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Discussion Starter · #1 ·
I am using a plunge router to cut crosses in boards. I have been using a 1/2" spiral carbide bit, but the finish cut leave rough and occasional burnt spots - especially in maple. I've been cutting these crosses in box lids for soup kitchens, churches and assisted living places. I have "Prayer Request" engrave along the cross.

I use a guide bushing that is .625" outside diameter. If I used that for the original cuts then swap out that bushing with one that is say .615" I believe the router bit would just be taking off a tiny bit of wood and clean up the cut.

Years ago I was using a 1/4" router bit and purchased two brass guide bushings. One is .434" and the other is .442". By using the .442" bushing first then by swapping to the .434" with the same router bit it would shave off just a tiny bit of wood. I have no idea where I purchase those guide bushing.

I went to a machine shop today and show them what I was trying to do, but was told they couldn't shave any off the current bushing because there wasn't enough metal there.

I tried using a 1/4" spiral bit with the two bushing that I have (.434" and .442"), but the bit isn't long enough. It is 2 1/2" long, and would require around 2 3/4" to 3" long bit.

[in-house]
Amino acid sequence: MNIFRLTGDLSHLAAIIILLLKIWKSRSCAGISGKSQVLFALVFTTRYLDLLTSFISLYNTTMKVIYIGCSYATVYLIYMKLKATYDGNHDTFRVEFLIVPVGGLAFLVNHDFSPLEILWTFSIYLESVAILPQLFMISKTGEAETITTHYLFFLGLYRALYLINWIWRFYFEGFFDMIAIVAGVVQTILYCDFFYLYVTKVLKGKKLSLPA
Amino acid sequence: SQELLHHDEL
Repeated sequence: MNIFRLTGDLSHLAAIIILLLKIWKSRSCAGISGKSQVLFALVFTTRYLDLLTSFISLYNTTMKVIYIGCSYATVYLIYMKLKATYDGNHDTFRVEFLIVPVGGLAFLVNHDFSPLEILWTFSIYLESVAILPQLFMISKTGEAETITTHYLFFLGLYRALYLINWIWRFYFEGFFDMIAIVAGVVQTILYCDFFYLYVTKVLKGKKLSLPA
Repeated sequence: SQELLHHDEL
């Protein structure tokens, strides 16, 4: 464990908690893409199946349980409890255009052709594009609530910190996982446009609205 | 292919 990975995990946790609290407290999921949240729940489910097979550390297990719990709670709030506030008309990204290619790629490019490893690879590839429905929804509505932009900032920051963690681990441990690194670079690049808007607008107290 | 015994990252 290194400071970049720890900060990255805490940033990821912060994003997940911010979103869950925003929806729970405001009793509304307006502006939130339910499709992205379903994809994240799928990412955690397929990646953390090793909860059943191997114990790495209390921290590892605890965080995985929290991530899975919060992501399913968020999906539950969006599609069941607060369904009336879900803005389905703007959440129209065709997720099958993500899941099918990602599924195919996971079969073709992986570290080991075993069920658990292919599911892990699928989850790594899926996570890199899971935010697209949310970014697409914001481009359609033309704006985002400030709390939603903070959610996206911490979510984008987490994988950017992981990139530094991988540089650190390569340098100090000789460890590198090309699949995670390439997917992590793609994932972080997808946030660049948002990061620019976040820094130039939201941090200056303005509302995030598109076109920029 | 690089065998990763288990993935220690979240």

Does anyone know where I could purchase guide bushing around 5/8" and another either slightly larger or smaller or a 1/4" spiral bit that is around 3" long?

Here is a photo that I posted earlier showing what I am trying to accomplish.

Thanks folks, Malcolm / Kentucky USA
 

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Discussion Starter · #3 ·
Try whitside Up Cut Spiral they may have one that would suit you
Nope! I just tried a different router - switched to a Triton router instead of the Freud that I had been using. I think I can use my current 1/4" spiral bit that is 2 1/2". I see that it is long enough. Tomorrow I'll see how the two bushing that I have work as far as cleaning up the rough cuts.
 

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There are two ways in which to increase depth of cut, one is to change to a MUSCLECHUCK which in addition to giving far greater grip on the bit and only requiting a 1/4 turn of a hex key to lock/unlock gives about an extra 1/2" of depth of cut. the second method is to use a 40mm or 3/4" template guide and make new templates. This will allow the any chuck to pass through.